What is a Moneyline Bet?
A moneyline bet is simply a wager on which team or individual will win their game or match. In every moneyline bet, there is an underdog and a favorite, and both have odds that reflect their chances of winning. Almost all sports that have two teams or individuals playing one another will have moneyline bets available. If you place a moneyline bet on one team, at Caesars Sportsbook Georgia, for example, and that team wins, you win your wager. Simple as that.
The simplicity of the moneyline has made it one of the most popular betting markets out there, along with the point spread bet and totals bet. Novice gamblers will like the moneyline because it is easy to understand, while advanced bettors like it for the opportunities it can provide.
How Does Moneyline Work in Sports Betting?
Now that we have covered what a moneyline bet is, let's take a look at how they work. As we mentioned earlier, moneyline wagers consist of two sides, a favorite and an underdog, each with odds. If you were to bet on the underdog, you would win more than double your money, and betting on the favorite would win less than double your money. Many factors go into moneyline odds, like stats, performance, home team advantage... etc.
Understanding Moneyline Betting
There are three main scenarios for a moneyline wager, the favorite, the underdog, and pick 'em. All three of these scenarios affect the odds and therefore affect your potential payout.
The favorite, as the name suggests, is favored to win. You can identify the favorite by the negative odds next to their name. The negative odds signify your potential payout will be less on them because they are favored. Betting on the favorite can be a successful wager because they are expected to win the game.
The underdog is the team that is expected to lose the game. Players can identify the underdog as the team that has plus odds next to their name. The positive odds reflect the high potential payout if they win. Betting underdogs provides gamblers the opportunity to win large amounts due to their high odds.
Even, EV, or Pick ‘Em
On certain occasions, neither team is the favorite or the underdog. This is called a pick 'em or even odds. You can identify a pick 'em by both teams having -110 odds. This means that both teams are equally as likely to win the game. Pick 'ems are good opportunities almost to double your money if you feel strongly about a side.
How to Read Moneyline Odds
Reading moneyline odds from any Georgia betting app or site, can be confusing for new bettors due to their foreign nature. American odds are displayed as a number of 100 or more with a plus or minus sign next to it. Here is a full breakdown of moneyline odds with examples.
Positive Odds (+)
Plus odds (+) help identify which team is the underdog. Positive odds denote how much money you would win on a $100 wager. The higher the number, the higher the payout. For example, if the Atlanta Hawks were +300 on the moneyline, you would potentially win $300 on a $100 if they won.
Negative Odds (-)
While positive odds denote the underdog, negative odds identify which team is favored and by how much. The negative number signifies how much money you would have to wager in order to win $100. If, for example, the Georgia Bulldogs are -450 on the moneyline, you would have to wager $450 to win $100.
When two teams or players are evenly matched, there may be no clear favorite. When this happens, the moneyline will be a pick 'em and will have what is called even odds. Theoretically, even odds would be +100 for both teams. In reality, sportsbooks take a percentage of every bet to push the lines to -110 for each side. If the Atlanta Braves and LA Dodgers were a pick 'em the moneyline odds would be -110 for either side.
Understanding Implied Probability of Moneyline Odds
The odds provided by operators do more than reflect how much money you could win. They also reflect the implied probabilities. This is what the sportsbooks think is the likelihood of the event. Here are the two formulae to calculate implied probability from odds.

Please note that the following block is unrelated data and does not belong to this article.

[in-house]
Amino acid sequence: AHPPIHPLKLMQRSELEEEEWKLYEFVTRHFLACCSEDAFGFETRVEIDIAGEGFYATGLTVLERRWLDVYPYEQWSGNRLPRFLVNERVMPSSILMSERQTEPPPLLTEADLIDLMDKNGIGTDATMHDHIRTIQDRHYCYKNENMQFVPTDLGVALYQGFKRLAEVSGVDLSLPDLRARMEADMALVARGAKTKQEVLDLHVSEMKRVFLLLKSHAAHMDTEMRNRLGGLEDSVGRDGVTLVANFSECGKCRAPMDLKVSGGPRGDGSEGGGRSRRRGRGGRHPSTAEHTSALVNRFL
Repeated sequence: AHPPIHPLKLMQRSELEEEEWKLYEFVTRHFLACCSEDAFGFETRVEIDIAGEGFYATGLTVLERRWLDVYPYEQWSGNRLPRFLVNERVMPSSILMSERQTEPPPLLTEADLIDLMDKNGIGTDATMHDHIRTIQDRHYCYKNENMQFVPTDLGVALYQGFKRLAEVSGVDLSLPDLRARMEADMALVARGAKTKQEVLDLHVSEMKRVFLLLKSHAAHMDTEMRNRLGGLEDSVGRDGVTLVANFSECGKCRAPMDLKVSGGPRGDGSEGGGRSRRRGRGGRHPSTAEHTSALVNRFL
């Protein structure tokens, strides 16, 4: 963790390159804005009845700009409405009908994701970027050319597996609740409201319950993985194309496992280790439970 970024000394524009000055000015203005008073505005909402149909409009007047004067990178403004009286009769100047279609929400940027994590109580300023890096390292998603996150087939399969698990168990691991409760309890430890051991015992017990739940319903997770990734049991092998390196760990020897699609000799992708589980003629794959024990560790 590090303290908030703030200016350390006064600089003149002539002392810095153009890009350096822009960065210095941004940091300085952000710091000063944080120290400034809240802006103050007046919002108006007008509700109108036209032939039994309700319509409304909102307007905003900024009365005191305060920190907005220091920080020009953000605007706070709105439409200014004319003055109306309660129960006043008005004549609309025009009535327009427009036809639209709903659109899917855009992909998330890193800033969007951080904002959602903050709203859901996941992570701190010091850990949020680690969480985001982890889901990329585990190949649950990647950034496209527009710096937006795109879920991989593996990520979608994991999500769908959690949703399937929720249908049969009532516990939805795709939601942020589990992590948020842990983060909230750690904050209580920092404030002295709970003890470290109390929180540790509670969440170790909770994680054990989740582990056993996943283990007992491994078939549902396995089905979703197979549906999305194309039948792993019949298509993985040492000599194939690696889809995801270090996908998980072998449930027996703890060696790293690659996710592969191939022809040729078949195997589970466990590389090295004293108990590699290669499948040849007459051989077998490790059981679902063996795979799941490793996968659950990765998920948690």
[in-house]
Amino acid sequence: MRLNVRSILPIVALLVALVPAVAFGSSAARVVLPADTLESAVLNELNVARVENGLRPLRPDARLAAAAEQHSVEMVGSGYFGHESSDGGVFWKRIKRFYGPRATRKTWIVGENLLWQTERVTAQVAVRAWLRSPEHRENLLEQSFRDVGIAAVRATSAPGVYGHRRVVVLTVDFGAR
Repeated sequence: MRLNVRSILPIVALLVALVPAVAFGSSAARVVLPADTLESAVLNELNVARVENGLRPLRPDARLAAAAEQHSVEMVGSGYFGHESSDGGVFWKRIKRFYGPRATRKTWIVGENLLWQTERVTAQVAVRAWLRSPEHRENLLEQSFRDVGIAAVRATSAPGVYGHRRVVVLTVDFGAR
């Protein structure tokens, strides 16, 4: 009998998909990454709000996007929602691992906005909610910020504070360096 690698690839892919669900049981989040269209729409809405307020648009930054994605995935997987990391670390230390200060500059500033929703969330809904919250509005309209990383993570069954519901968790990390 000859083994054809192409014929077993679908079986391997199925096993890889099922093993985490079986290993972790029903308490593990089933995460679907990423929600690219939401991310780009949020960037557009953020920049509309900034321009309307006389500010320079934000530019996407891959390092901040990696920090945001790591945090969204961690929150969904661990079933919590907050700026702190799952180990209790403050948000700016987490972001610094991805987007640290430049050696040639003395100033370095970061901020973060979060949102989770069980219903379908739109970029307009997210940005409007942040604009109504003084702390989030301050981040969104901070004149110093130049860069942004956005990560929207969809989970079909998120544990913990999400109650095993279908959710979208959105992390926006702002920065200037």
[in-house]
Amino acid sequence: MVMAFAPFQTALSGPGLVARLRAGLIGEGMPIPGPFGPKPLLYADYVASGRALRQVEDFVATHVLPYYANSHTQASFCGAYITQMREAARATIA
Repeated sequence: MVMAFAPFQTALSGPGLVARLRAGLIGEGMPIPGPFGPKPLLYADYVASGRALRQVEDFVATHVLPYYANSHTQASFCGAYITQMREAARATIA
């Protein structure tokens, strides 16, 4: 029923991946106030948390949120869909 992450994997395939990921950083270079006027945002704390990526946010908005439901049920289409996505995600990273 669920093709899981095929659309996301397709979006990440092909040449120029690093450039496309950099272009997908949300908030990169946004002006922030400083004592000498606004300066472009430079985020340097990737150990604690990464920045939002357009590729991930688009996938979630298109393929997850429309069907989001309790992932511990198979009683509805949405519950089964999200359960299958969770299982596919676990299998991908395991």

Negative odds / (Negative odds + 100) * 100 = implied probability
100 / (positive odds + 100) * 100 = implied probability
Example: Atlanta Hawks ML -200
200 / (200 + 100) * 100 = 66.67% probability
Potential Outcomes of a Moneyline Bet
There are only three outcomes for the conventional moneyline wager, win, loss, or draw.
To win your money line bet, the team you wager on has to win their game. If you bet on the Atlanta Falcon's moneyline, you will only win if they win. How much you win depends on their odds. While winning a moneyline bet isn't necessarily hard if you pick a heavy favorite, the payout might not be very big.
Your moneyline wager will lose if the team or player you wagered on loses. Bettors will lose their full wager amount when they lose a moneyline bet. Sports are unpredictable, which makes betting money lines difficult and losses common.
Push or Draw
A push or draw occurs when the game you bet on ends in a draw. In this occurrence, you will be returned your original wager in full, neither winning nor losing. The moneyline push only happens in sports where a draw is possible, like soccer.
What is a 3-Way Moneyline?
The three-way moneyline is a moneyline bet but with three options. In a three-way money line wager, gamblers can be on either team to win, and a third option, a draw. Three-way moneyline bets are very popular in sports like soccer, where draws are very common. For example, the three-way moneyline for an Atlanta United FC game might look like this:
- ATL = -120
- LAFC = +150
- Draw = +300
In this instance, if you bet on Atlanta, a draw or LA win would end in a loss for you.
Sportsbooks also provide three-way moneyline odds for sports that don't usually end in a draw as well. In these bets, instead of betting on either team winning or drawing, the three choices are either the team to win in regulation time or the game to go to overtime/draw. An Atlanta Hawks three-way moneyline would only win if the Hawks won in regulation time. If they lost or even won in overtime, your wager would lose. Three-way moneyline bets offer bettors a higher payout by introducing a third option.
Moneyline vs. 3-Way Moneyline
The three way moneyline is an entertaining variation of conventional moneyline betting because the potential total payout may be higher. The main difference between the two bets is the number of scenarios they provide, two vs. three. In money lines, sports bettors can only pick which team will win the game, whereas three-ways introduce a third option, will there be a draw/overtime? Because of this third option, a Nashville Predators ML will have different odds than Nashville 3-way ML, even though they will both win if Nashville wins in regulation.
How Moneylines Connect to Other Bet Types
Moneylines are the simplest bets you will find at sportsbooks, but they are deeply correlated with other bets that you will come across. The moneyline is most connected with the point spread bet, so let's examine how they're related.